Don’t Let Luck be the Major Factor in How You Define and Transfer Critical Process Knowledge

Posted by on Jun 7, 2013 in Continuous Improvement, Efficiency, Process Improvement | 0 comments

One of the largest contributors to inconsistency or variability in an organization is caused by lack of a written method, i.e., a procedure, work instruction, or standard work.  When no documented method exists, knowledge of a particular job is based on tribal information and most workers have their own way of doing the work.  Often their is a lack of an effective method for defining what is truly critical and important for the successful completion of the job.  Many times, personal preference takes over, which can vary from one person to the next.

If there isn’t a process for clearly defining what’s critical for a job then the transfer of any critical information is really just luck of the draw.  If a new employee is lucky, she will be paired up with a skilled and experienced person to train them.  If not, bad habits and practices are perpetuated into the future.  In many cases, the “best” worker is often not the best trainer.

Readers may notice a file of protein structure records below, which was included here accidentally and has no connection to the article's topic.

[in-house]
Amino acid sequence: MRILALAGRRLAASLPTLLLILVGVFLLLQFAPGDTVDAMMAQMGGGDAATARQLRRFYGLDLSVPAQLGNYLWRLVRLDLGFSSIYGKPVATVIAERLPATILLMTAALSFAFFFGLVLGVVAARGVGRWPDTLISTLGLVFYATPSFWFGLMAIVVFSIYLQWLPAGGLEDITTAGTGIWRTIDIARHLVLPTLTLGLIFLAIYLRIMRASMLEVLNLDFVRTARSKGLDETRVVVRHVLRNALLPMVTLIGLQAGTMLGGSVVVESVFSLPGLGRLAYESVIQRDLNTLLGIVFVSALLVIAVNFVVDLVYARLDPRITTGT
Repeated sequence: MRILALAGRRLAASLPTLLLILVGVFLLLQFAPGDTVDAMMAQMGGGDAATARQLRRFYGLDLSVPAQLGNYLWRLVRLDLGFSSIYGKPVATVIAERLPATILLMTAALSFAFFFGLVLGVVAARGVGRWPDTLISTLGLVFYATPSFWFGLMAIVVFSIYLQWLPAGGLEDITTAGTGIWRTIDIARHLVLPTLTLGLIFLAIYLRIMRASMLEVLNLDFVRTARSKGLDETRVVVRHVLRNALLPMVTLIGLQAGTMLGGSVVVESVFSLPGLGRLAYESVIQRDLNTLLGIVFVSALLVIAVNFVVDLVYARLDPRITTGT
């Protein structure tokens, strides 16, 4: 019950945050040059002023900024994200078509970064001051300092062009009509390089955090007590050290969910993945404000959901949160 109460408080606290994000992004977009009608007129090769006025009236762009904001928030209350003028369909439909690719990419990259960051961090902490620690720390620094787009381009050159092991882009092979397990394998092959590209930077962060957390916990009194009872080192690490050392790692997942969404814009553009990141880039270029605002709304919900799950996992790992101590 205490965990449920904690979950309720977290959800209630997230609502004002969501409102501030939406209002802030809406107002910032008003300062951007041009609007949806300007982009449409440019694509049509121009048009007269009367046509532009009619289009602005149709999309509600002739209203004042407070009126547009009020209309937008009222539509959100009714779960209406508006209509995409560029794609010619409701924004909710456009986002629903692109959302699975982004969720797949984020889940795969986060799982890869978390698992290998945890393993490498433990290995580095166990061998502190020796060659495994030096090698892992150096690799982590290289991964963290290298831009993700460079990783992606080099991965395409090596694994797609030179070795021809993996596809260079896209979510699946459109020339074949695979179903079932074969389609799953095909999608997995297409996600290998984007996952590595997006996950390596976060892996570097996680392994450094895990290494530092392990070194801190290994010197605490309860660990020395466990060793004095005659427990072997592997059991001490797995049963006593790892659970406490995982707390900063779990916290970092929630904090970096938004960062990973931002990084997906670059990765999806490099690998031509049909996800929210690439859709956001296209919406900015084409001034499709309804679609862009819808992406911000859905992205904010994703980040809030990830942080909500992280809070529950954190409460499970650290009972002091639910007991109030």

In addition to the above shortcomings, there is usually limited or little follow up to verify the results of the training.  Without well defined requirements it is almost impossible to determine  the effectiveness of the training.

In their book, Toyota Talent, Liker and Meier, gave a great example of how bad the cumulative effect of these three factors can be.  Let’s say your organization is 80% effective at defining the critical requirements for performing a job; 80% effective at training new employees; and 80% effective in training follow up.  Multiplying those three values together (known as the rolled throughput yield, or RTY) gives a process that is 51% efficient.  Not very good!  To have an overall process that is 90% efficient, each element would need to be close to 97%, meaning you need to do an outstanding job in defining what’s important, have a great training process and trainers, and a great follow up process to ensure results and effectiveness.

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